(Author’s note: In this story, I’ve used the terms “father” and “dad.” I recognize this doesn’t reflect every family’s reality, but I hope the information is useful for any support person caring for a mom and a new baby.)
Hats off to all the dads out there – Happy Father’s Day! In my role as a nurse in maternal child health, I’d like to draw attention to the important role of fathers.
While each family is unique, a new baby’s arrival brings new learnings for all. I’ve definitely had my own steep learning curve as a mom of two small children. In a recent heart-to-heart with my husband, we talked about his experiences as a new dad.
To understand our shared experiences with other families, I reached out to some friends on social media. From their insights, I’d like to offer guidance for others journeying through this chapter. This may also be helpful for families thinking about starting a family.
Learning how to parent, together
During the early postpartum period, there’s a lot to learn as new parents. Sometimes referred to as the fourth trimester, the first few months after birth are when moms’ and babies’ needs are high priority. Having a support person nearby is critical as they adjust to their new life. It can be a smoother transition when partners support each other.
If it’s possible, adjust your schedule so you can be at home during the early days. If you’re working, consider taking parental leave, using vacation time, or requesting time off work when baby arrives. I’m grateful for this time at home with my husband as we started learning how to become parents, together.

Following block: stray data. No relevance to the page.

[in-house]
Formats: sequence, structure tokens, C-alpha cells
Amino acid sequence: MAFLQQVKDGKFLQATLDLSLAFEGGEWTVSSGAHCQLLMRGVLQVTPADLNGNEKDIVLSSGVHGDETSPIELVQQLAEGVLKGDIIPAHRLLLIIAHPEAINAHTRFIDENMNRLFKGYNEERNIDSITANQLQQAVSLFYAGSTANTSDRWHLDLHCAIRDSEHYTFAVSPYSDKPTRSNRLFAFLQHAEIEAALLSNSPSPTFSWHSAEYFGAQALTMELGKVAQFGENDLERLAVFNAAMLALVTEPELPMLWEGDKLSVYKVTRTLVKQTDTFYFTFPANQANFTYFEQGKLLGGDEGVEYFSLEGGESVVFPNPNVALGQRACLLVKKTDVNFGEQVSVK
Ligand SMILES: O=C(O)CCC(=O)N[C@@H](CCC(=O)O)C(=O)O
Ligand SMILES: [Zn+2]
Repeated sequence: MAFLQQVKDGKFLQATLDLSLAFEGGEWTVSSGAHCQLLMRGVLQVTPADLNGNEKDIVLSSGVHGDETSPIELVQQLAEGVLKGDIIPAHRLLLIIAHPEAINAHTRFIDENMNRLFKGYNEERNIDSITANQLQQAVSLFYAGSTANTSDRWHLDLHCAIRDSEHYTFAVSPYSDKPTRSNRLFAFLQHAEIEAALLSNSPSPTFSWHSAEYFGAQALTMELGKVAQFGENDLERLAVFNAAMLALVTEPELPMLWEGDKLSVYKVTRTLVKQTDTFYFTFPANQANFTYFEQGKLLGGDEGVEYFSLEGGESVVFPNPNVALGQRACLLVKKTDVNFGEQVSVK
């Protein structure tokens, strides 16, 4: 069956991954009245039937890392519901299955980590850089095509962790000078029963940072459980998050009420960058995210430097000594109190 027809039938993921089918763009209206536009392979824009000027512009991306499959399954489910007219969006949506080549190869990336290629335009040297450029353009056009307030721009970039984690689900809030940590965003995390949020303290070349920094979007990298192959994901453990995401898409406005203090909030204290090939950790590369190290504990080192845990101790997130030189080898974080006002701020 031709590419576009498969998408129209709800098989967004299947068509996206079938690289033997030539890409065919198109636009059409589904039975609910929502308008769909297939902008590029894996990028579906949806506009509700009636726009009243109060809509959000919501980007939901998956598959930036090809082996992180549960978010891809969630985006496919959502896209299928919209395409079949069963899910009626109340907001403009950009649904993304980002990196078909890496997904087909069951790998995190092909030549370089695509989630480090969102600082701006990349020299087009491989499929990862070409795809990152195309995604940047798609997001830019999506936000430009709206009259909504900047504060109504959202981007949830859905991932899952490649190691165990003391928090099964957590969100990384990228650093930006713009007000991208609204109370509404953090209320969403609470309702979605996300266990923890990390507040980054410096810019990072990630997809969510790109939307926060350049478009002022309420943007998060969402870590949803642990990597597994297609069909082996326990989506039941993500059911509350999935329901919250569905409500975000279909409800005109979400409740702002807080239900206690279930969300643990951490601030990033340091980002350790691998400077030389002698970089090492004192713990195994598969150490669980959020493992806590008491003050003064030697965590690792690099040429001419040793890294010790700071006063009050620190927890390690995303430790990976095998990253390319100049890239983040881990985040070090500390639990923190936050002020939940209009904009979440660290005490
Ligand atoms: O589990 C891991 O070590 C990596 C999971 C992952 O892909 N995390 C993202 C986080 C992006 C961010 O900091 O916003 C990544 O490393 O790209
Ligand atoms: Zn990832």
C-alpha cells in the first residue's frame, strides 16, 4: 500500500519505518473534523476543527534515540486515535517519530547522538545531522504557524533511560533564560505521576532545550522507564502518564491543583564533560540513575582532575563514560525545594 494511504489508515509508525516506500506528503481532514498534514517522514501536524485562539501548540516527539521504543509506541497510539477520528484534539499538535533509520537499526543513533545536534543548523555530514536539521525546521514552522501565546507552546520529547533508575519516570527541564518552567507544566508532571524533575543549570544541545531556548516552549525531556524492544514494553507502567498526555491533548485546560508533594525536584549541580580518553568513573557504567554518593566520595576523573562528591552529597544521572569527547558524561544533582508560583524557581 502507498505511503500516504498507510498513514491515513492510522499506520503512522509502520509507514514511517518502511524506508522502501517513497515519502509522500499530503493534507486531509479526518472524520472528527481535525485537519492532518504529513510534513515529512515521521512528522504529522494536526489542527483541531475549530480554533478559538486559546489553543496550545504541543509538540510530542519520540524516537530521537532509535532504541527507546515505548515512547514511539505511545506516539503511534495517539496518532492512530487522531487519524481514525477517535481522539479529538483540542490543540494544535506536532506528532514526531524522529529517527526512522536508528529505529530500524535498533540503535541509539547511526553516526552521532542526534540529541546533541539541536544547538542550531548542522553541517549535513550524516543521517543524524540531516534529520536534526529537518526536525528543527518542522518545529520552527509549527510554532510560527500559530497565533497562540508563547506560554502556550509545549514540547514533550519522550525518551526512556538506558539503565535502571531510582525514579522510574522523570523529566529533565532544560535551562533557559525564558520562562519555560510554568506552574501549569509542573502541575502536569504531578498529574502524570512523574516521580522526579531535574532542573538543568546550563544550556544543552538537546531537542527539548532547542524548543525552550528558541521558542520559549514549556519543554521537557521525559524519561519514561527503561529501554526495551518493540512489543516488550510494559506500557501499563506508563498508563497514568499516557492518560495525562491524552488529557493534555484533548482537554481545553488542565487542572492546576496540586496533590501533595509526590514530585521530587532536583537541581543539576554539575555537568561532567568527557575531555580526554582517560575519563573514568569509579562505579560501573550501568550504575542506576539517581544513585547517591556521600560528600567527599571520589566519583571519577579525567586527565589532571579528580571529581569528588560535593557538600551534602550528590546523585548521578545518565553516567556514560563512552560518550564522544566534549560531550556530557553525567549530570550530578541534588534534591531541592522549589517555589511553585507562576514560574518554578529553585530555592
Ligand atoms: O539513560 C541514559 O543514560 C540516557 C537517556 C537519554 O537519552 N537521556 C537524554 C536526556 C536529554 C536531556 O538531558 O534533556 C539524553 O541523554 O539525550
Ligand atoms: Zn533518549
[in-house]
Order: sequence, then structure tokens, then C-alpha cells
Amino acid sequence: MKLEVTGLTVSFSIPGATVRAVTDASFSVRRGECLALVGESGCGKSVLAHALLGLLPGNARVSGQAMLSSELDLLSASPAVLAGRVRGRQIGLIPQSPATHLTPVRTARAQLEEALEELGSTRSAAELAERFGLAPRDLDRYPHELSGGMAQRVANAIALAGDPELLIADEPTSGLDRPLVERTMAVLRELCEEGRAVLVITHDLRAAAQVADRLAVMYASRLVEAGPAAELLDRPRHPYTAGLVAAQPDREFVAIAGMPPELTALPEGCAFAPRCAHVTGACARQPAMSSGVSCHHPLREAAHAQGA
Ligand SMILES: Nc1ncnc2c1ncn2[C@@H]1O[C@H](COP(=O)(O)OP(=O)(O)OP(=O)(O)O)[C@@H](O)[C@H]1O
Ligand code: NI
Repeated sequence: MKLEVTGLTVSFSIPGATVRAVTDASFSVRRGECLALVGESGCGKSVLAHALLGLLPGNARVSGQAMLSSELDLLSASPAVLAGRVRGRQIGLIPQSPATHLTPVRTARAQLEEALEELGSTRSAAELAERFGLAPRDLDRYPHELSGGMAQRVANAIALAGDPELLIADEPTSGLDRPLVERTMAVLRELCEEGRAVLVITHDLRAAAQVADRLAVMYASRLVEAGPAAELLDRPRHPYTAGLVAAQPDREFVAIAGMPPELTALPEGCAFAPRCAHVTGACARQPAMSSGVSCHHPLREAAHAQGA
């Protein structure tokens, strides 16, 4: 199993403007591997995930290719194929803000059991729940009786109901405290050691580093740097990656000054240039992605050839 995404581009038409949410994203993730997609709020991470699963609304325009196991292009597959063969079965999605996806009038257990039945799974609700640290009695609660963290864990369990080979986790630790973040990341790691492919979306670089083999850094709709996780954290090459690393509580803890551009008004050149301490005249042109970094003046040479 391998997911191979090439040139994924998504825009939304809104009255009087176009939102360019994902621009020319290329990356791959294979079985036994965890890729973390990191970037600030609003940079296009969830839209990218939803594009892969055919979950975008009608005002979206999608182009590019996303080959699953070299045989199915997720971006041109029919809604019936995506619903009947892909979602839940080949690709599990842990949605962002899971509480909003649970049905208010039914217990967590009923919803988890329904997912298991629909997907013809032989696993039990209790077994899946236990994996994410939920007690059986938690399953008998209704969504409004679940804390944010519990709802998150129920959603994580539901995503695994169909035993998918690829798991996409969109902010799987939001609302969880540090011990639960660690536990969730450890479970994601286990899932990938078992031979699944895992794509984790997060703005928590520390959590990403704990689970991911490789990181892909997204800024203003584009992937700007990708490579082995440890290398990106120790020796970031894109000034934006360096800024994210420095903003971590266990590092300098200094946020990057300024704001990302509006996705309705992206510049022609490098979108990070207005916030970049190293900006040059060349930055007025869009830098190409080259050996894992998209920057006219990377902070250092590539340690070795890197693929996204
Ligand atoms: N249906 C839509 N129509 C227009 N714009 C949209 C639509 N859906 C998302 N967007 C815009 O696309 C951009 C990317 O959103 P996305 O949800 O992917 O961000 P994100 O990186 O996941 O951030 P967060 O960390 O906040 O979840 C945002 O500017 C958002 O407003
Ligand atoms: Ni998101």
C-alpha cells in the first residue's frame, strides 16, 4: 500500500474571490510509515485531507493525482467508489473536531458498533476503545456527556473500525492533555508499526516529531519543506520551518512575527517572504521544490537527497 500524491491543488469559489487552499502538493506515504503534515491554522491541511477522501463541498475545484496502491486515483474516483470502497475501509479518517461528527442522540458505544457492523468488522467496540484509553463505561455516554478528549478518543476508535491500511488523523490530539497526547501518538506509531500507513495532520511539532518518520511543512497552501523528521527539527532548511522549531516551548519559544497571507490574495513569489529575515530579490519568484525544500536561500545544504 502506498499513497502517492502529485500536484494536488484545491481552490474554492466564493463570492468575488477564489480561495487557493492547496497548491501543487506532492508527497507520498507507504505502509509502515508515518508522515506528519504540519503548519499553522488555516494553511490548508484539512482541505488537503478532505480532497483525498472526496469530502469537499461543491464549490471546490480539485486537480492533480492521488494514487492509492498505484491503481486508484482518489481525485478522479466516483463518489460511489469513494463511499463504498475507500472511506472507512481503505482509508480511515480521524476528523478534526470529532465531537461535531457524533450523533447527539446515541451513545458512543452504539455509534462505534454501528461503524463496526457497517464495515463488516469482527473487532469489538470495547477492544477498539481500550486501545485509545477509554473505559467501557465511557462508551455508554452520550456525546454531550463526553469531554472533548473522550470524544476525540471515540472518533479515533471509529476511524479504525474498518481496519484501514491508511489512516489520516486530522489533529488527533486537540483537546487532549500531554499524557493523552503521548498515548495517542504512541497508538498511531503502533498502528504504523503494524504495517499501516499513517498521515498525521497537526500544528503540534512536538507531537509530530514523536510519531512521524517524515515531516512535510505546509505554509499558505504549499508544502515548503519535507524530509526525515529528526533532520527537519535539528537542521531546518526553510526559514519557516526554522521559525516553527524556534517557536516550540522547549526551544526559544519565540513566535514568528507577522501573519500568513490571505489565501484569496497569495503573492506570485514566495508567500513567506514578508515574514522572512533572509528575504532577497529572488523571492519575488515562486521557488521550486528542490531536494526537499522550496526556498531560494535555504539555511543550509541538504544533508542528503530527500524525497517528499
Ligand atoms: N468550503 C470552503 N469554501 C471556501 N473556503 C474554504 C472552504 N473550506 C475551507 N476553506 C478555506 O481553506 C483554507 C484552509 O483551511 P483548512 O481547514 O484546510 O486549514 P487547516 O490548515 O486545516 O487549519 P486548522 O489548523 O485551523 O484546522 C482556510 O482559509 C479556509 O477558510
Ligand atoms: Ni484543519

Supporting the mother
New moms need support. The practical and emotional support from dad is so important. In the early weeks, moms and babies are learning how to breastfeed. Although the experience can be different with each child, fathers can support breastfeeding by helping to take care of moms. Remind them that they’re doing a great job and that they’re not alone.
Some additional ways you can offer support include:
- Help mom feel comfortable. Offer a cozy blanket, a glass of water or tea (or both!), and a snack.
- Prioritize household duties, such as cooking, dishes, laundry, and running errands (my husband said, “It was nice to be home to lighten the load and make sure you were well cared for.”).
- Take the lead on certain baby duties, like bath time or diaper changes. This can give mom the time she needs to freshen up before the next feed.
After a few weeks at home, my husband had to go back to work. We stayed connected through regular texts and phone calls. While being back at work allowed him to regain some independence, he didn’t expect meals to be ready when he came home.
Finding your role with baby
Even though the focus is mainly on mom and baby, it’s important for dad to find his special role with baby, too. To strengthen bonding with your baby, consider cuddling them skin-to-skin, carrying them in a sling for walks, and playing with them on the floor during tummy time.
In our experience, there were times when our son preferred his daddy to me. This allowed me to clock in a few extra hours of sleep between breastfeeds. When I’d wake, I’d find the two of them snuggling in the living room, dancing to calming music. My husband said, “It felt nice to be needed, I loved bonding with baby.”
It gets easier every day
Some days are monotonous. Some days are hard. Yet, as Darius Rucker sang, “It won’t be like this for long.” To help ease through the newborn stage, try:
- Playing music to create a peaceful, calming environment (when our babies were new, we had music on repeat – thank you Enya, Dan Gibson, and Johnny Cash!).
- If baby is fussy, carrying, singing, or talking calmly may help settle them.
- Stepping away and taking a breather from the situation, if you need to calm down.
For more guidance
- Dad central: A place for all dads
- Sustaining breastfeeding together: She can do it, you can help – Northern Health Stories
- Baby’s best chance: Parents’ handbook of pregnancy and baby care (look out for the “Partners” boxes through for helpful suggestions)